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Methods of Protection Forest Soils during Logging Operations (Review)

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А.S. Ilintsev, E.N. Nakvasina, L. Högbom

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Public opinion has become increasingly critical of current logging methods and technologies, and there is a demand for standards to guide the operations of environmentally impactful industries. For many years, numerous researchers have studied the impact of logging on forest soils, revealing that there is a high risk of damaging forest soil during forest operations and terrain transport. Here we analyse and review a total of 105 publications in this area. This large body of work demonstrates the scientific interest that this field has attracted. Despite this, important areas of uncertainty concerning the impact of forest harvesting still remain. In particular, changes in soil conditions can affect soil properties in ways that are not well understood, with possible impacts on the physical, chemical, and biological properties of soils as well as the structure of the soil cover. While it is difficult to fully eliminate the negative impact of forest operations on forest soils, their adverse environmental consequences should be minimised because soil plays a vital role in tree regeneration and helps determine the productivity of future forest stands. Some of the most frequently cited measures and effective technological solutions to minimize damage to forest soils involve taking terrain and different technical solutions into account when organising logging operations. Potentially helpful technical solutions include selecting machines and mechanisms suitable for the site conditions, using larger and/or low-pressure tyres, using tyre pressure control, using anti-skid tracks, using track belts, meliorating wet areas, and using logging machinery incorporating global positioning systems and geographic information systems. Planning measures that can help minimize soil damage include choosing a suitable wood harvesting system and technology, accounting for seasonal factors when planning logging operations, planning networks of roads and trails in advance, leaving wood residues or mats on soil surface, training forest specialists, and reducing the number of machine passes over skid trails and strip roads. Despite active interest in applying sparing methods of wood harvesting, uptake of measures designed to reduce negative impacts on forest soils after logging has been limited. This may be due to a lack of scientific and technical information and the high cost of implementing best management practices. Moreover, economic factors and production plans may require wood harvesting throughout the year, irrespective of conditions.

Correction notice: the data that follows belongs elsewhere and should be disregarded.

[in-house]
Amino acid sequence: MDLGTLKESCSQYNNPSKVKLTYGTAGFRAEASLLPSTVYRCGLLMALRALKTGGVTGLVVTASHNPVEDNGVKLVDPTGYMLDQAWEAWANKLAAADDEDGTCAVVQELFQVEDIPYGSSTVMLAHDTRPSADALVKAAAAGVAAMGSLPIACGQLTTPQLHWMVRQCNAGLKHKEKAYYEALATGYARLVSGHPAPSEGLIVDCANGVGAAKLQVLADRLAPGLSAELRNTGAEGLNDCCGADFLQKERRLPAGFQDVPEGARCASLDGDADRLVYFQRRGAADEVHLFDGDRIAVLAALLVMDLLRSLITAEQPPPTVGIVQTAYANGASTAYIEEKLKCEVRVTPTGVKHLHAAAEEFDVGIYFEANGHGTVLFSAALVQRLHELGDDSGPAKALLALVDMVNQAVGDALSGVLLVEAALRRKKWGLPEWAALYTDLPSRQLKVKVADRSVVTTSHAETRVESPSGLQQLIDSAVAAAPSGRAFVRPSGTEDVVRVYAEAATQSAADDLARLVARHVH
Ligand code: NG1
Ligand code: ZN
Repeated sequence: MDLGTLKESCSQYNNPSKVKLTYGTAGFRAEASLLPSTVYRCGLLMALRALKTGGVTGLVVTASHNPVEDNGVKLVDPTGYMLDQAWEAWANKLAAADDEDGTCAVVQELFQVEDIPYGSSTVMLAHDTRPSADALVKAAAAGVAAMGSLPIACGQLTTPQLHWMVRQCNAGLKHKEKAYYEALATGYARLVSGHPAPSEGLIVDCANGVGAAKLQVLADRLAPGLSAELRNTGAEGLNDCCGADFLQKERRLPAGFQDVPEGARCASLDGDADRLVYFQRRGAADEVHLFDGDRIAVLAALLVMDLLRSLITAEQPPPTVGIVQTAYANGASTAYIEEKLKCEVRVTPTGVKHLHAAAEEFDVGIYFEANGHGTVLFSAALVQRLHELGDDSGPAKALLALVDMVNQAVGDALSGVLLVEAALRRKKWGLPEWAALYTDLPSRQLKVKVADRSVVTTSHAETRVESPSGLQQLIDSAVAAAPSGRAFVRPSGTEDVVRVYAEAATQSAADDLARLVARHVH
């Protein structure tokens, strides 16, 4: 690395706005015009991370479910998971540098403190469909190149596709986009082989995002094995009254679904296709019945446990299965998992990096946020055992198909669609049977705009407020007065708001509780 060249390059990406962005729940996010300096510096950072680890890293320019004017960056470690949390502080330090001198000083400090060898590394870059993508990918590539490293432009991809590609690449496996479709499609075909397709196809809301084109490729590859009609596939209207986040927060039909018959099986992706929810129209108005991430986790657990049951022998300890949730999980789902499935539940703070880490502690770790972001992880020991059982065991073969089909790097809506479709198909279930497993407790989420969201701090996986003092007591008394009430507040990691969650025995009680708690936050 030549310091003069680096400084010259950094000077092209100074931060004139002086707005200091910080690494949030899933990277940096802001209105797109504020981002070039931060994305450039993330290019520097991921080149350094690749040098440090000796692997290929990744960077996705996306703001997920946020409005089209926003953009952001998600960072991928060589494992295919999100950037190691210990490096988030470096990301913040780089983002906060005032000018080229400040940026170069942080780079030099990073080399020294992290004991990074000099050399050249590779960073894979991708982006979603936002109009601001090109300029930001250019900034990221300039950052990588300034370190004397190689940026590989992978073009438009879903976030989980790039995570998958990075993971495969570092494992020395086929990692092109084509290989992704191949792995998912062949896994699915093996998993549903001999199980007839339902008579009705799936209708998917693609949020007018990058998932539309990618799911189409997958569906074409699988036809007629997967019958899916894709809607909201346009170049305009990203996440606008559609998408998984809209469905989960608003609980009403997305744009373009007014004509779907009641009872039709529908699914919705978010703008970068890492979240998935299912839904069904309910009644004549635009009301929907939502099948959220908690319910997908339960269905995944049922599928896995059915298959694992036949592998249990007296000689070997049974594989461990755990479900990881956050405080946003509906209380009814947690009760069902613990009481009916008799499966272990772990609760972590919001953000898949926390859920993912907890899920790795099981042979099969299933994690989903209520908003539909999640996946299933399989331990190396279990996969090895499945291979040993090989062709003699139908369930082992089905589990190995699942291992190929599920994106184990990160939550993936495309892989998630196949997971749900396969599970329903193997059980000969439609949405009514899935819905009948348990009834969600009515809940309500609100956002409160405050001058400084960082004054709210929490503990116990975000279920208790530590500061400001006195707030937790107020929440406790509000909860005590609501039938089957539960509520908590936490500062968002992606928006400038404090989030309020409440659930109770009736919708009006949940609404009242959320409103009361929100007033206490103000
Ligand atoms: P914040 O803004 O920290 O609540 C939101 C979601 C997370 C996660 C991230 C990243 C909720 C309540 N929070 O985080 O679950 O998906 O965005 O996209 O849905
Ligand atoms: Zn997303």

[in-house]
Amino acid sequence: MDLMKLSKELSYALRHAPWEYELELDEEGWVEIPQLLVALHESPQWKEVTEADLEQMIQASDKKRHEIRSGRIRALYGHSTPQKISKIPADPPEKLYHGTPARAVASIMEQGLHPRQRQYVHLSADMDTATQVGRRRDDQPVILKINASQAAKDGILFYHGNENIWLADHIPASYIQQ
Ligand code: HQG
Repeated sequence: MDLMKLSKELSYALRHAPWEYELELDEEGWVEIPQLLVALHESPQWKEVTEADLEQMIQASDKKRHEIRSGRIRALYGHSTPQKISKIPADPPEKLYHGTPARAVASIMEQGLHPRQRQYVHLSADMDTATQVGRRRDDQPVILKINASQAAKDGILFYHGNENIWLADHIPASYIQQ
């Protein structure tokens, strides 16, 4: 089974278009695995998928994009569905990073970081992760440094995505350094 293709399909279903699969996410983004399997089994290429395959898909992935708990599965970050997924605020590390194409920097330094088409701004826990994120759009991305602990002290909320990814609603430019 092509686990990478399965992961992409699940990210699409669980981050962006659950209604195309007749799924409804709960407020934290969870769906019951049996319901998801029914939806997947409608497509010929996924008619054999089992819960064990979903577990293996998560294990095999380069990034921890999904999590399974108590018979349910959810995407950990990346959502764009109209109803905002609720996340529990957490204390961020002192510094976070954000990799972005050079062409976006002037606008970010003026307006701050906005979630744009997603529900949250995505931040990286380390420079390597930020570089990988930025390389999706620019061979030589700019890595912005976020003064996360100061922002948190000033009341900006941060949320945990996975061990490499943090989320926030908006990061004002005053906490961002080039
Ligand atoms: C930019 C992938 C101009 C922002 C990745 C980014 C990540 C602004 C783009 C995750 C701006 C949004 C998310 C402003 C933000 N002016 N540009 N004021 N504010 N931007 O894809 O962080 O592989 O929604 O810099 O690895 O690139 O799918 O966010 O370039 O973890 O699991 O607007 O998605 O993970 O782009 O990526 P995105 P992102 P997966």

Aleksey S. Ilintsev1, Candidate of Agriculture, Senior Research Scientist; ResearcherID: N-6286-2019, ORCID:
Elena N. Nakvasina2, Doctor of Agriculture, Prof.; ResearcherID: A-5165-2013,
Lars Högbom3,4, PhD, Associated Professor; ORCID:


1Northern Research Institute of Forestry, ul. Nikitova, 13, Arkhangelsk, 163062, Russian Federation; e-mail:
2Northern (Arctic) Federal University named after M.V. Lomonosov, Naberezhnaya Severnoy Dviny, 17, Arkhangelsk, 163002, Russian Federation; е-mail:
3Skogforsk – The Forestry Research Institute of Sweden, Uppsala Science Park, Uppsala, SE-751 83, Sweden; e-mail:
4Swedish University of Agricultural Sciences, Umeå, 901 03, Sweden; e-mail:


forest ecosystems, soil, anthropogenic load, logging, forest machinery, ecological consequences, progressive succession, best practices


The research was financially supported by the Ministry of Science and Higher Education of the Russian Federation as part of the project “Patterns of Changes in the Forest Site Environment under the Influence of Anthropogenic Factors (Logging) in the Boreal Forests of the North” No. МК-2622.2021.5. Part of the research was carried out within the framework of the state assignment of the Northern Research Institute of Forestry (No. 121020500252-6).

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Ilintsev A.S., Nakvasina E.N., Högbom L. Methods of Protection Forest Soils during Logging Operations (Review). Lesnoy Zhurnal [Russian Forestry Journal], 2021, no. 5, pp. 92–116. DOI: 10.37482/0536-1036-2021-5-92-116


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Methods of Protection Forest Soils during Logging Operations (Review)


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